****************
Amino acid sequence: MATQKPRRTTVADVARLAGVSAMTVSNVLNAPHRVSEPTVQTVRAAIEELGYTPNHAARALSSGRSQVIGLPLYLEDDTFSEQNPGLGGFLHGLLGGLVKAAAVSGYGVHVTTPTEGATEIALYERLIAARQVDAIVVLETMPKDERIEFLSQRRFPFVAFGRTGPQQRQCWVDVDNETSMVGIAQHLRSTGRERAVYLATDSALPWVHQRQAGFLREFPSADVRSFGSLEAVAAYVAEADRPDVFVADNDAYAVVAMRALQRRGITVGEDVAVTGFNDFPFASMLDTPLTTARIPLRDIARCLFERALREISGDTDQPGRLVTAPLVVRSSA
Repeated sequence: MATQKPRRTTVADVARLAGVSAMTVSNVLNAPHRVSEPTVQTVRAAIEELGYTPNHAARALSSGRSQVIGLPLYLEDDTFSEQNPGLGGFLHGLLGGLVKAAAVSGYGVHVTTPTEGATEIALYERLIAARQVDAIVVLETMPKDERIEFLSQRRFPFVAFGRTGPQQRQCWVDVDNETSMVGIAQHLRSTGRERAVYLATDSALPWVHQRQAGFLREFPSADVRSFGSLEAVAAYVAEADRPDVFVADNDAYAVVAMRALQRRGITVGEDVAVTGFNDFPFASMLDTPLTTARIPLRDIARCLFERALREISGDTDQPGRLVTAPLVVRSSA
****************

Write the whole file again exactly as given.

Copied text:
Amino acid sequence: MATQKPRRTTVADVARLAGVSAMTVSNVLNAPHRVSEPTVQTVRAAIEELGYTPNHAARALSSGRSQVIGLPLYLEDDTFSEQNPGLGGFLHGLLGGLVKAAAVSGYGVHVTTPTEGATEIALYERLIAARQVDAIVVLETMPKDERIEFLSQRRFPFVAFGRTGPQQRQCWVDVDNETSMVGIAQHLRSTGRERAVYLATDSALPWVHQRQAGFLREFPSADVRSFGSLEAVAAYVAEADRPDVFVADNDAYAVVAMRALQRRGITVGEDVAVTGFNDFPFASMLDTPLTTARIPLRDIARCLFERALREISGDTDQPGRLVTAPLVVRSSA
Repeated sequence: MATQKPRRTTVADVARLAGVSAMTVSNVLNAPHRVSEPTVQTVRAAIEELGYTPNHAARALSSGRSQVIGLPLYLEDDTFSEQNPGLGGFLHGLLGGLVKAAAVSGYGVHVTTPTEGATEIALYERLIAARQVDAIVVLETMPKDERIEFLSQRRFPFVAFGRTGPQQRQCWVDVDNETSMVGIAQHLRSTGRERAVYLATDSALPWVHQRQAGFLREFPSADVRSFGSLEAVAAYVAEADRPDVFVADNDAYAVVAMRALQRRGITVGEDVAVTGFNDFPFASMLDTPLTTARIPLRDIARCLFERALREISGDTDQPGRLVTAPLVVRSSA